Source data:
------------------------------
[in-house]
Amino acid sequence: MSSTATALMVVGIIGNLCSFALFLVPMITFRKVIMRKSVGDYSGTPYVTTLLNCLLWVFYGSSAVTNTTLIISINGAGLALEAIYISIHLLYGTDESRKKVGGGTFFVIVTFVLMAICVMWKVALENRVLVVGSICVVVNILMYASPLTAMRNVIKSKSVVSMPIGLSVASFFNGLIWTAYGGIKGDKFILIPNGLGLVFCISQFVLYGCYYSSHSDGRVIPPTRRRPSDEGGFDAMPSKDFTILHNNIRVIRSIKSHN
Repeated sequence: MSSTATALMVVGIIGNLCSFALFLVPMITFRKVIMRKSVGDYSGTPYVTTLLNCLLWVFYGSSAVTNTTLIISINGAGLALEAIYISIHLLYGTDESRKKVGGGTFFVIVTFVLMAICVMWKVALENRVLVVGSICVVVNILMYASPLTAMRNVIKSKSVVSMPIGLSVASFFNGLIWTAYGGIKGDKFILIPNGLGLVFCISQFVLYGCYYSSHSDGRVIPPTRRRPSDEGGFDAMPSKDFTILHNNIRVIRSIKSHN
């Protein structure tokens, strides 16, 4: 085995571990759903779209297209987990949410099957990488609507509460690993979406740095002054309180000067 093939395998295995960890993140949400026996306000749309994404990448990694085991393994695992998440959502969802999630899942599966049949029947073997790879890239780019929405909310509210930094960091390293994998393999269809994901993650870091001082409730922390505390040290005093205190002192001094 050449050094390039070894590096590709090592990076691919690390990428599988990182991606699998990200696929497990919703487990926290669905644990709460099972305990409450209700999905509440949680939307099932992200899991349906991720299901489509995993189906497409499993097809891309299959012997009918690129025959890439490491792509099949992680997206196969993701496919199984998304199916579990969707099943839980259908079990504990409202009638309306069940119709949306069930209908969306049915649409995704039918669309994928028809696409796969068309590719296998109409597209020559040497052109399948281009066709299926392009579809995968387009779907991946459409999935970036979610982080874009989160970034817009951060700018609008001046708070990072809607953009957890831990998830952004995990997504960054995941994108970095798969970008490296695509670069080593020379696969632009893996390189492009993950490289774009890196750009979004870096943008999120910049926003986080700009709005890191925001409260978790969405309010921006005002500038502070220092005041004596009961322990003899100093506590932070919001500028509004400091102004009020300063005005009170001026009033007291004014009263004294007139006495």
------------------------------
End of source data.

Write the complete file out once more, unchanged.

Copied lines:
[in-house]
Amino acid sequence: MSSTATALMVVGIIGNLCSFALFLVPMITFRKVIMRKSVGDYSGTPYVTTLLNCLLWVFYGSSAVTNTTLIISINGAGLALEAIYISIHLLYGTDESRKKVGGGTFFVIVTFVLMAICVMWKVALENRVLVVGSICVVVNILMYASPLTAMRNVIKSKSVVSMPIGLSVASFFNGLIWTAYGGIKGDKFILIPNGLGLVFCISQFVLYGCYYSSHSDGRVIPPTRRRPSDEGGFDAMPSKDFTILHNNIRVIRSIKSHN
Repeated sequence: MSSTATALMVVGIIGNLCSFALFLVPMITFRKVIMRKSVGDYSGTPYVTTLLNCLLWVFYGSSAVTNTTLIISINGAGLALEAIYISIHLLYGTDESRKKVGGGTFFVIVTFVLMAICVMWKVALENRVLVVGSICVVVNILMYASPLTAMRNVIKSKSVVSMPIGLSVASFFNGLIWTAYGGIKGDKFILIPNGLGLVFCISQFVLYGCYYSSHSDGRVIPPTRRRPSDEGGFDAMPSKDFTILHNNIRVIRSIKSHN
């Protein structure tokens, strides 16, 4: 085995571990759903779209297209987990949410099957990488609507509460690993979406740095002054309180000067 093939395998295995960890993140949400026996306000749309994404990448990694085991393994695992998440959502969802999630899942599966049949029947073997790879890239780019929405909310509210930094960091390293994998393999269809994901993650870091001082409730922390505390040290005093205190002192001094 050449050094390039070894590096590709090592990076691919690390990428599988990182991606699998990200696929497990919703487990926290669905644990709460099972305990409450209700999905509440949680939307099932992200899991349906991720299901489509995993189906497409499993097809891309299959012997009918690129025959890439490491792509099949992680997206196969993701496919199984998304199916579990969707099943839980259908079990504990409202009638309306069940119709949306069930209908969306049915649409995704039918669309994928028809696409796969068309590719296998109409597209020559040497052109399948281009066709299926392009579809995968387009779907991946459409999935970036979610982080874009989160970034817009951060700018609008001046708070990072809607953009957890831990998830952004995990997504960054995941994108970095798969970008490296695509670069080593020379696969632009893996390189492009993950490289774009890196750009979004870096943008999120910049926003986080700009709005890191925001409260978790969405309010921006005002500038502070220092005041004596009961322990003899100093506590932070919001500028509004400091102004009020300063005005009170001026009033007291004014009263004294007139006495």